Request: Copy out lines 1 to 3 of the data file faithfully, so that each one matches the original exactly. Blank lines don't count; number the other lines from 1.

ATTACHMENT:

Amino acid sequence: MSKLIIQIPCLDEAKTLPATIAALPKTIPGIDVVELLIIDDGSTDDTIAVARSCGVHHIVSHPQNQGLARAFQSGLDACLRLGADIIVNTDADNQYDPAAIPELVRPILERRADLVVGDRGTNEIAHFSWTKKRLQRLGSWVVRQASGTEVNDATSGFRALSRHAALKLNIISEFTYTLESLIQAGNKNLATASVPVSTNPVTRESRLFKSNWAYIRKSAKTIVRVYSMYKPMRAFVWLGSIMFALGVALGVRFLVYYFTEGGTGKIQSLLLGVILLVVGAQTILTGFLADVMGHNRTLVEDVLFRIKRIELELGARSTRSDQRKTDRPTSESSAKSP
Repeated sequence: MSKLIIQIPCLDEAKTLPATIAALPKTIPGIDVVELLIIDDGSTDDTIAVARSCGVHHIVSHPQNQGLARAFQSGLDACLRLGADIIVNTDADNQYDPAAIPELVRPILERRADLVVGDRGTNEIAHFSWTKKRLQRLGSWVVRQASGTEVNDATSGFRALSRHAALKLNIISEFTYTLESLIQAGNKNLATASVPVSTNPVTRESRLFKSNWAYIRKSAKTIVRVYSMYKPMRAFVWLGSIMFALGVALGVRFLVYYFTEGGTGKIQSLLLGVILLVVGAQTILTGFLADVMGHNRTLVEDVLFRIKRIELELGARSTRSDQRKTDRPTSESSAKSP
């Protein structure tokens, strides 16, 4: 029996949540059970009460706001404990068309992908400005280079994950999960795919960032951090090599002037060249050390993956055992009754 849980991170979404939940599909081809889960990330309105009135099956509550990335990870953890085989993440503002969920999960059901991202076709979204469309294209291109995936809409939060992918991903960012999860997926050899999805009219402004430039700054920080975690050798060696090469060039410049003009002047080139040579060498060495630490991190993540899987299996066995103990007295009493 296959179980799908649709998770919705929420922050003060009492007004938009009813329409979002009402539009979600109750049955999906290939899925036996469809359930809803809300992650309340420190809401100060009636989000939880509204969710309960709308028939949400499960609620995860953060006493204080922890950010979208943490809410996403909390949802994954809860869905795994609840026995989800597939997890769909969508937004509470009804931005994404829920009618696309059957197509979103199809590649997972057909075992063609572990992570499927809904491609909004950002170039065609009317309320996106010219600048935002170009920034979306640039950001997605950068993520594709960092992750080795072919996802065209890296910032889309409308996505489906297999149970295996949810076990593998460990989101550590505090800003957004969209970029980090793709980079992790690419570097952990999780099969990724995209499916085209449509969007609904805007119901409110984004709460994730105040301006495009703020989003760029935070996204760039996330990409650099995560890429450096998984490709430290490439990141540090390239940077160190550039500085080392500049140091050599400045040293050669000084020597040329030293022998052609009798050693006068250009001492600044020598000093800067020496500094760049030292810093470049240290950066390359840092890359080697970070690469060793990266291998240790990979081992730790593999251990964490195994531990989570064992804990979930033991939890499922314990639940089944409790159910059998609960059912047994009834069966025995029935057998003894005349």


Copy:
Amino acid sequence: MSKLIIQIPCLDEAKTLPATIAALPKTIPGIDVVELLIIDDGSTDDTIAVARSCGVHHIVSHPQNQGLARAFQSGLDACLRLGADIIVNTDADNQYDPAAIPELVRPILERRADLVVGDRGTNEIAHFSWTKKRLQRLGSWVVRQASGTEVNDATSGFRALSRHAALKLNIISEFTYTLESLIQAGNKNLATASVPVSTNPVTRESRLFKSNWAYIRKSAKTIVRVYSMYKPMRAFVWLGSIMFALGVALGVRFLVYYFTEGGTGKIQSLLLGVILLVVGAQTILTGFLADVMGHNRTLVEDVLFRIKRIELELGARSTRSDQRKTDRPTSESSAKSP
Repeated sequence: MSKLIIQIPCLDEAKTLPATIAALPKTIPGIDVVELLIIDDGSTDDTIAVARSCGVHHIVSHPQNQGLARAFQSGLDACLRLGADIIVNTDADNQYDPAAIPELVRPILERRADLVVGDRGTNEIAHFSWTKKRLQRLGSWVVRQASGTEVNDATSGFRALSRHAALKLNIISEFTYTLESLIQAGNKNLATASVPVSTNPVTRESRLFKSNWAYIRKSAKTIVRVYSMYKPMRAFVWLGSIMFALGVALGVRFLVYYFTEGGTGKIQSLLLGVILLVVGAQTILTGFLADVMGHNRTLVEDVLFRIKRIELELGARSTRSDQRKTDRPTSESSAKSP
């Protein structure tokens, strides 16, 4: 029996949540059970009460706001404990068309992908400005280079994950999960795919960032951090090599002037060249050390993956055992009754 849980991170979404939940599909081809889960990330309105009135099956509550990335990870953890085989993440503002969920999960059901991202076709979204469309294209291109995936809409939060992918991903960012999860997926050899999805009219402004430039700054920080975690050798060696090469060039410049003009002047080139040579060498060495630490991190993540899987299996066995103990007295009493 296959179980799908649709998770919705929420922050003060009492007004938009009813329409979002009402539009979600109750049955999906290939899925036996469809359930809803809300992650309340420190809401100060009636989000939880509204969710309960709308028939949400499960609620995860953060006493204080922890950010979208943490809410996403909390949802994954809860869905795994609840026995989800597939997890769909969508937004509470009804931005994404829920009618696309059957197509979103199809590649997972057909075992063609572990992570499927809904491609909004950002170039065609009317309320996106010219600048935002170009920034979306640039950001997605950068993520594709960092992750080795072919996802065209890296910032889309409308996505489906297999149970295996949810076990593998460990989101550590505090800003957004969209970029980090793709980079992790690419570097952990999780099969990724995209499916085209449509969007609904805007119901409110984004709460994730105040301006495009703020989003760029935070996204760039996330990409650099995560890429450096998984490709430290490439990141540090390239940077160190550039500085080392500049140091050599400045040293050669000084020597040329030293022998052609009798050693006068250009001492600044020598000093800067020496500094760049030292810093470049240290950066390359840092890359080697970070690469060793990266291998240790990979081992730790593999251990964490195994531990989570064992804990979930033991939890499922314990639940089944409790159910059998609960059912047994009834069966025995029935057998003894005349």